SAN FRANCISCO--(BUSINESS WIRE)--The founders of Marvell Technology Group (Nasdaq: MRVL), Sehat Sutardja and Weili Dai, filed a lawsuit in San Francisco Superior Court against Goldman Sachs (NYSE: GS) and two account executives, alleging Goldman Sachs manipulated the 2008 financial crisis to defraud the two Silicon Valley executives of more than $100 million.
Mr. Sutardja and Ms. Dai founded Marvell Technology Group, a worldwide semiconductor company in Santa Clara in 1995. Goldman Sachs managed the IPO for Marvell and put the two executives into their Private Wealth Management Group. It is alleged that once the two executives’ personal wealth was under the financial management of Goldman Sachs, the firm abused the two executives’ trust, manipulated their relationship, and ultimately defrauded them of more than $100 million.
The suit alleges Goldman Sachs issued a margin call for the two executives’ investment accounts, which were managed by Goldman Sachs Private Wealth Management Group, under false pretenses, wrongly claiming an SEC Rule mandated the margin call when no such rule existed. It is alleged the margin call was a result of Goldman Sachs’ need to repair its balance sheet and insulate itself from the extreme market turmoil of the financial crisis in 2008. Further, the complaint alleges that Goldman Sachs’ wholly improper margin call reflects the Goldman Sachs’ willingness to put its own interests ahead of its clients. The complaint alleges that:
“Through a series of extraordinary and deceitful acts, geared to save Goldman at all costs, the Firm used its clients’ accounts to leverage its success, making unreasonable collateral calls on its private wealth management clients. Despite receiving an investment of $10 billion as a participant in the United States Treasury’s TARP Capital Purchase Program, Goldman forced its clients to unnecessarily liquidate their holdings through forced margin calls, only to repurchase these same shareholdings for accounts owned by Goldman and its related hedge funds, some currently under investigation by the federal government. Goldman’s focus was to strengthen its balance sheet, no matter how many relationships were destroyed in the process. The consequences to Goldman clients, such as Plaintiffs, were disastrous. They became the victims of one of the largest acts of corporate greed and avarice in the history of our financial markets.” (Page 1, Sehat Sutardja and Weili Dai v. Goldman Sachs & Co., Inc.)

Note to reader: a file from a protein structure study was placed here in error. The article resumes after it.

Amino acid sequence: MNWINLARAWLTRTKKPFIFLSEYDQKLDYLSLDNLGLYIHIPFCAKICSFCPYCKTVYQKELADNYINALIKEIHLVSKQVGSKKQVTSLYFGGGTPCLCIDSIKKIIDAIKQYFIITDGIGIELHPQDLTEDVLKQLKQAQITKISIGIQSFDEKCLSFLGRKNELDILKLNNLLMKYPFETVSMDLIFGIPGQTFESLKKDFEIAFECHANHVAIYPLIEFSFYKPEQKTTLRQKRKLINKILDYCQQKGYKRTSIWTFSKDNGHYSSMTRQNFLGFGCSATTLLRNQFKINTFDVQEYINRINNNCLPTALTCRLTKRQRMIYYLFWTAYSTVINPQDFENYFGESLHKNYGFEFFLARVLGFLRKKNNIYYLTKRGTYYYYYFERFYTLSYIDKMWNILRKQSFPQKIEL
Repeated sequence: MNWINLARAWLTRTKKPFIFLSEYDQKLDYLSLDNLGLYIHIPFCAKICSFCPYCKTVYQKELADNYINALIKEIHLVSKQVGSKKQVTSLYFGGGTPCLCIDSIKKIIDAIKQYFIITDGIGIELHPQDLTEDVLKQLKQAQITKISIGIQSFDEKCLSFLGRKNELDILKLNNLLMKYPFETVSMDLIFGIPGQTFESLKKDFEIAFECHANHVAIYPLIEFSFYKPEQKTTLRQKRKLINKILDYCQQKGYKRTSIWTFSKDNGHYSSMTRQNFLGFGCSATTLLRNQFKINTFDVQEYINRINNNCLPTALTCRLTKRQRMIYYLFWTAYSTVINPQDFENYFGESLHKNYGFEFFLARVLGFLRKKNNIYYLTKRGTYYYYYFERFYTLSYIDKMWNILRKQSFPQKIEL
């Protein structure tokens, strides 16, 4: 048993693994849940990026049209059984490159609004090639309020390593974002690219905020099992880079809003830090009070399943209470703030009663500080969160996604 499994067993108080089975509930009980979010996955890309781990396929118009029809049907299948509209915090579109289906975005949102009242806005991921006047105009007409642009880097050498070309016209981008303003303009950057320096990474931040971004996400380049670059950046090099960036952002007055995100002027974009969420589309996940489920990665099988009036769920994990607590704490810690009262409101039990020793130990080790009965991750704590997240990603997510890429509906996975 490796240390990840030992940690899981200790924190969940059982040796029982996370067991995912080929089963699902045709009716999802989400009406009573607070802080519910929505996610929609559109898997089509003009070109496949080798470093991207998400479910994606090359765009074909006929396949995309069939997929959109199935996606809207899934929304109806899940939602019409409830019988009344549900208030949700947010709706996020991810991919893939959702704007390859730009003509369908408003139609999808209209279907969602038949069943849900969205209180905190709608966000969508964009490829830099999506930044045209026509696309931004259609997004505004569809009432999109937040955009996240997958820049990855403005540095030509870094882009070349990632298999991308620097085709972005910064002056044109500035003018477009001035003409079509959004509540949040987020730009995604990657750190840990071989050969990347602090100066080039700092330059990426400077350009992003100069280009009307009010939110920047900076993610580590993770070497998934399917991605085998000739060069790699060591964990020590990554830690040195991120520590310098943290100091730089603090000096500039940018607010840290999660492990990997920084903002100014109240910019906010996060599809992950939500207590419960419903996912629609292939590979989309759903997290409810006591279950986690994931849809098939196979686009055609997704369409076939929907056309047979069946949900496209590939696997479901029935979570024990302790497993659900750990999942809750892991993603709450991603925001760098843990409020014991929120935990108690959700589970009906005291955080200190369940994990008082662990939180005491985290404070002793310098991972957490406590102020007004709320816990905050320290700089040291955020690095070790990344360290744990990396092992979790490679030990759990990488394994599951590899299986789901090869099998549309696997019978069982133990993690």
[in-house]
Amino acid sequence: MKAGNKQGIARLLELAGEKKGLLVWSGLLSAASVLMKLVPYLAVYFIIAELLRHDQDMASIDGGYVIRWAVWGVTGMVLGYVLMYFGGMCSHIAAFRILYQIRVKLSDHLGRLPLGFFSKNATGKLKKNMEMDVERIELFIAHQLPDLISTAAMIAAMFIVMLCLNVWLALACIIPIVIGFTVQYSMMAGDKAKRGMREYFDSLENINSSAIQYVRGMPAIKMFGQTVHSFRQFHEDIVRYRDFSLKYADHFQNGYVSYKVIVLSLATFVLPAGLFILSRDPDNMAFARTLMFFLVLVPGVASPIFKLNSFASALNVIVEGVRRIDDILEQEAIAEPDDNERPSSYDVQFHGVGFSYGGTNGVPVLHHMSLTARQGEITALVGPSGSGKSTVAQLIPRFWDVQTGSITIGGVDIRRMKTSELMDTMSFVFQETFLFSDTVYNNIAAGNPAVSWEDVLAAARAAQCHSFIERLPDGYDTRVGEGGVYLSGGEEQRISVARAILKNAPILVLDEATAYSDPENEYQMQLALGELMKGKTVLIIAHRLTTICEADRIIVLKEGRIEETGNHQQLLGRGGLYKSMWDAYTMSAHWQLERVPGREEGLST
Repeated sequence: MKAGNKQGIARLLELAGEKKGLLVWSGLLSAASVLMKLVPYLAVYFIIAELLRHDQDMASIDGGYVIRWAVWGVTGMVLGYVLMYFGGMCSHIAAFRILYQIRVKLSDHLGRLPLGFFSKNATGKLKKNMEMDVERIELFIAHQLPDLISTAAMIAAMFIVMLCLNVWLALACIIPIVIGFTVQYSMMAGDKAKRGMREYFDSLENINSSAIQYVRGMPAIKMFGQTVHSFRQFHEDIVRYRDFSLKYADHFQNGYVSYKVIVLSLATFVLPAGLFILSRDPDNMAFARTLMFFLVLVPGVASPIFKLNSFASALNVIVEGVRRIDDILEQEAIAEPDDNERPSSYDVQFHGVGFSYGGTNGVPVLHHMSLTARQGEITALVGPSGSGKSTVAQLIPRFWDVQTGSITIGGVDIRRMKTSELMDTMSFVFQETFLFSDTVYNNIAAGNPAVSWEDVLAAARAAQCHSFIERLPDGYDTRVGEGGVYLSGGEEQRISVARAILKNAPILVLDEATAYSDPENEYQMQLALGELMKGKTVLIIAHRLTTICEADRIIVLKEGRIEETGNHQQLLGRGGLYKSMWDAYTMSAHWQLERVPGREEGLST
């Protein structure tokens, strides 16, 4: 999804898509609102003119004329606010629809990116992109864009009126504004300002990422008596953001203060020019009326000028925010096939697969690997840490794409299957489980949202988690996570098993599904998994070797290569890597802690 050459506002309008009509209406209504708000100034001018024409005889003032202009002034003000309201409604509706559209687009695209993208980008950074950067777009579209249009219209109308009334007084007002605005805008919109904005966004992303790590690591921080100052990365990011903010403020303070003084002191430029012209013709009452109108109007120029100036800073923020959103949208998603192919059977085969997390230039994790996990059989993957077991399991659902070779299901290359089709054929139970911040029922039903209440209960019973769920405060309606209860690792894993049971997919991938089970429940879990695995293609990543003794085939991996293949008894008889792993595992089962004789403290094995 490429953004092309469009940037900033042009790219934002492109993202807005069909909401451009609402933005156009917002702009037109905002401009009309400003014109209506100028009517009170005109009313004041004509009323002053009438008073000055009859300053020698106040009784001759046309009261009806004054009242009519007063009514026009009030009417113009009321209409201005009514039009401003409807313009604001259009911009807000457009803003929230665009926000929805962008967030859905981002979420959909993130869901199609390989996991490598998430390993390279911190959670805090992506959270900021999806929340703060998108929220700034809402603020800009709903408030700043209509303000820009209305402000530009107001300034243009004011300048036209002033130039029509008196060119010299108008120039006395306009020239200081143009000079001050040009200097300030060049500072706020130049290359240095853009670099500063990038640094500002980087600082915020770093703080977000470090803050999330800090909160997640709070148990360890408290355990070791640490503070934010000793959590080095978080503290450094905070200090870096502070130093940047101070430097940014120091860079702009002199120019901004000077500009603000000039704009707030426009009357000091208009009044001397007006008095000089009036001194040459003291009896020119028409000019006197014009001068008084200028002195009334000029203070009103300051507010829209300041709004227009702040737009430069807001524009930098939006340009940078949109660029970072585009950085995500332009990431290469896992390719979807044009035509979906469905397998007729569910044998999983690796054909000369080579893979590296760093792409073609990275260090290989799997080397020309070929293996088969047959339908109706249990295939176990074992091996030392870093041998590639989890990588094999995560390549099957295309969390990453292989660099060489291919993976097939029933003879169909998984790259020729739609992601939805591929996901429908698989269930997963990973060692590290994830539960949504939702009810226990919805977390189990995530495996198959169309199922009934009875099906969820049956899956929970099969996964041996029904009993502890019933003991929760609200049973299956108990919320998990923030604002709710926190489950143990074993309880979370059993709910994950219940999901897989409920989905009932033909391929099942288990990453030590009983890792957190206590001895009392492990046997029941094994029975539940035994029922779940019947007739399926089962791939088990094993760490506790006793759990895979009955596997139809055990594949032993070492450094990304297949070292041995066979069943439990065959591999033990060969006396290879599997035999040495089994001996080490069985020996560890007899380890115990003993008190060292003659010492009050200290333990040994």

As alleged in the complaint, Plaintiffs were told by Goldman Sachs that orders for the margin call were issued from Goldman Sachs’ most senior executives. The complaint alleges the margin call was issued during the exact same time frame the now infamous Raj Rajaratman and other employees of the Galleon hedge fund were perpetrating mass insider trading using information obtained from Goldman Board members. According to the SEC investigation, Rajaratman received inside information from the highest levels of Goldman regarding Marvell in 2008—the same time Plaintiffs were improperly forced to sell their Marvell shares.
“In November 2008, Goldman contrived grounds to make a “margin call” on Plaintiffs’ accounts. Goldman insisted the pledged Marvell shares be sold immediately. Acting on behalf of Goldman, [Bradley] DeFoor [the account executive] justified the margin call with a lie, telling Dai and Sutardja there was an SEC rule that DeFoor called the “SEC Five Dollar Rule.” According to DeFoor, the “SEC Five Dollar Rule” required Plaintiffs to sell the Marvell shares in the margin account because the value of Marvell’s stock had dropped below $5 per share.
“There is no “SEC Five Dollar Rule.” No such SEC rule exists, a fact DeFoor and others at Goldman knew at the time they issued the margin call on behalf of Goldman, forcing Plaintiffs to sell their Marvell shares. Goldman maintained this lie for years. As recently as November, 2010, senior Goldman officials, John Weinberger and Tucker York, told Dai and Sutardja the “Five Dollar Rule” might be a “New York Stock Exchange” rule, not an SEC rule. No such New York Stock Exchange “Five Dollar Rule” exists.
“When DeFoor was questioned about the need to sell the Marvell shares, DeFoor stated instructions were from Goldman’s most senior executives.” (Page 4 and 5, Sehat Sutardja and Weili Dai v. Goldman Sachs & Co., Inc.)
The suit was filed by two San Francisco area law firms, KEKER & VAN NEST LLP and COTCHETT, PITRE & McCARTHY, LLP - signed by John Keker and Joseph Cotchett. The suit seeks return of millions of dollars and punitive damages.
FOR FULL COMPLAINT, SEE www.cpmlegal.com